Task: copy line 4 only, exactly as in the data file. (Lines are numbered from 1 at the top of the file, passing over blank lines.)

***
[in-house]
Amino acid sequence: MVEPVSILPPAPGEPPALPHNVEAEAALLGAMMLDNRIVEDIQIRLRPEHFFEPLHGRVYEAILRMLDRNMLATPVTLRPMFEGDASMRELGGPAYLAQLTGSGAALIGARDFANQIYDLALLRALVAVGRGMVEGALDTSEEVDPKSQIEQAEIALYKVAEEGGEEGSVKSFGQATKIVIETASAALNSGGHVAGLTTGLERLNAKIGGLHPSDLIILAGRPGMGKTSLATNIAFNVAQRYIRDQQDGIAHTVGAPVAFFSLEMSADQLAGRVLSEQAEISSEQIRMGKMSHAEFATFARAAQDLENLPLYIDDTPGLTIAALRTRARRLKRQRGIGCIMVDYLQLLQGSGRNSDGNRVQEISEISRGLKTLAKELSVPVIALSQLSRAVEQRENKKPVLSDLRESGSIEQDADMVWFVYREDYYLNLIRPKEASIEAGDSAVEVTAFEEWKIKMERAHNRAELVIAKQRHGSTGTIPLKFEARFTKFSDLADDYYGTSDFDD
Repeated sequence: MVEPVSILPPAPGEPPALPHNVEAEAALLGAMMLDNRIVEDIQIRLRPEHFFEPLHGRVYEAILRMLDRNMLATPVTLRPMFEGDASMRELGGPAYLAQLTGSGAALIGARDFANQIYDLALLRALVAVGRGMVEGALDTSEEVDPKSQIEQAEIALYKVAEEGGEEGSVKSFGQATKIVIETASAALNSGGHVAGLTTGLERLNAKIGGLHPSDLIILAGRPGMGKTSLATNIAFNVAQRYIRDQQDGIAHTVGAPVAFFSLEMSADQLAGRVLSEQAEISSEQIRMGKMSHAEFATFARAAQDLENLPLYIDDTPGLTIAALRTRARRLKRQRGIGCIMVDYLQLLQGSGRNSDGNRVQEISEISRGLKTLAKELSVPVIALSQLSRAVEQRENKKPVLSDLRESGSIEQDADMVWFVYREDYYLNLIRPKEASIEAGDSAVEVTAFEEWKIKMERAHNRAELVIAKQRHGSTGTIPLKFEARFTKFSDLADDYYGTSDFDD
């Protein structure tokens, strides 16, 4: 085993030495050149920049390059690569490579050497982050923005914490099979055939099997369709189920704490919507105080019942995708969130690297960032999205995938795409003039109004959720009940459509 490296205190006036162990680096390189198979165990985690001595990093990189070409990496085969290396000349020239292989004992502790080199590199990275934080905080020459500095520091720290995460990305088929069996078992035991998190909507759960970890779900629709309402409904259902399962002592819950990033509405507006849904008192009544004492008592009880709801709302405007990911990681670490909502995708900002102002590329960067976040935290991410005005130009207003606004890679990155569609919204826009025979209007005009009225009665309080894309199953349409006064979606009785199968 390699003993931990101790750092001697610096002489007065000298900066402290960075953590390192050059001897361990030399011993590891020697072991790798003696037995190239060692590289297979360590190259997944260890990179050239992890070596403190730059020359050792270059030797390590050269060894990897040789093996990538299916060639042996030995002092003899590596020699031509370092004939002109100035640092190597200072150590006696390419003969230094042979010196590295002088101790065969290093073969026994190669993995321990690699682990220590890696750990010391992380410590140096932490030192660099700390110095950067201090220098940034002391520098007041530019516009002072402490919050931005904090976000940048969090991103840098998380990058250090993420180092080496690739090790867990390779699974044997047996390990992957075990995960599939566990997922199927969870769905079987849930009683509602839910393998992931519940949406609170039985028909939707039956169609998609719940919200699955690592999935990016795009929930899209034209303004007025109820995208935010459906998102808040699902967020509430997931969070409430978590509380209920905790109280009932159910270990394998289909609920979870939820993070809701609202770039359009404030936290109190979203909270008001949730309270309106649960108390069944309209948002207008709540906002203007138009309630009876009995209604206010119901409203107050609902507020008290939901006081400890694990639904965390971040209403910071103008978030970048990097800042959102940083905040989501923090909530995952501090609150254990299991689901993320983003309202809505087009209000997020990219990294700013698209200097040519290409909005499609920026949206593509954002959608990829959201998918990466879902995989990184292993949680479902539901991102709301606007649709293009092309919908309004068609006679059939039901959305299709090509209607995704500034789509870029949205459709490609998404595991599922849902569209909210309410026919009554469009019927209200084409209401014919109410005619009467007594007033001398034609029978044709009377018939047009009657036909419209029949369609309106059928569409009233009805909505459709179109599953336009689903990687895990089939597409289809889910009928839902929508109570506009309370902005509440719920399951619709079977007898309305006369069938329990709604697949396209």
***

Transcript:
């Protein structure tokens, strides 16, 4: 085993030495050149920049390059690569490579050497982050923005914490099979055939099997369709189920704490919507105080019942995708969130690297960032999205995938795409003039109004959720009940459509 490296205190006036162990680096390189198979165990985690001595990093990189070409990496085969290396000349020239292989004992502790080199590199990275934080905080020459500095520091720290995460990305088929069996078992035991998190909507759960970890779900629709309402409904259902399962002592819950990033509405507006849904008192009544004492008592009880709801709302405007990911990681670490909502995708900002102002590329960067976040935290991410005005130009207003606004890679990155569609919204826009025979209007005009009225009665309080894309199953349409006064979606009785199968 390699003993931990101790750092001697610096002489007065000298900066402290960075953590390192050059001897361990030399011993590891020697072991790798003696037995190239060692590289297979360590190259997944260890990179050239992890070596403190730059020359050792270059030797390590050269060894990897040789093996990538299916060639042996030995002092003899590596020699031509370092004939002109100035640092190597200072150590006696390419003969230094042979010196590295002088101790065969290093073969026994190669993995321990690699682990220590890696750990010391992380410590140096932490030192660099700390110095950067201090220098940034002391520098007041530019516009002072402490919050931005904090976000940048969090991103840098998380990058250090993420180092080496690739090790867990390779699974044997047996390990992957075990995960599939566990997922199927969870769905079987849930009683509602839910393998992931519940949406609170039985028909939707039956169609998609719940919200699955690592999935990016795009929930899209034209303004007025109820995208935010459906998102808040699902967020509430997931969070409430978590509380209920905790109280009932159910270990394998289909609920979870939820993070809701609202770039359009404030936290109190979203909270008001949730309270309106649960108390069944309209948002207008709540906002203007138009309630009876009995209604206010119901409203107050609902507020008290939901006081400890694990639904965390971040209403910071103008978030970048990097800042959102940083905040989501923090909530995952501090609150254990299991689901993320983003309202809505087009209000997020990219990294700013698209200097040519290409909005499609920026949206593509954002959608990829959201998918990466879902995989990184292993949680479902539901991102709301606007649709293009092309919908309004068609006679059939039901959305299709090509209607995704500034789509870029949205459709490609998404595991599922849902569209909210309410026919009554469009019927209200084409209401014919109410005619009467007594007033001398034609029978044709009377018939047009009657036909419209029949369609309106059928569409009233009805909505459709179109599953336009689903990687895990089939597409289809889910009928839902929508109570506009309370902005509440719920399951619709079977007898309305006369069938329990709604697949396209």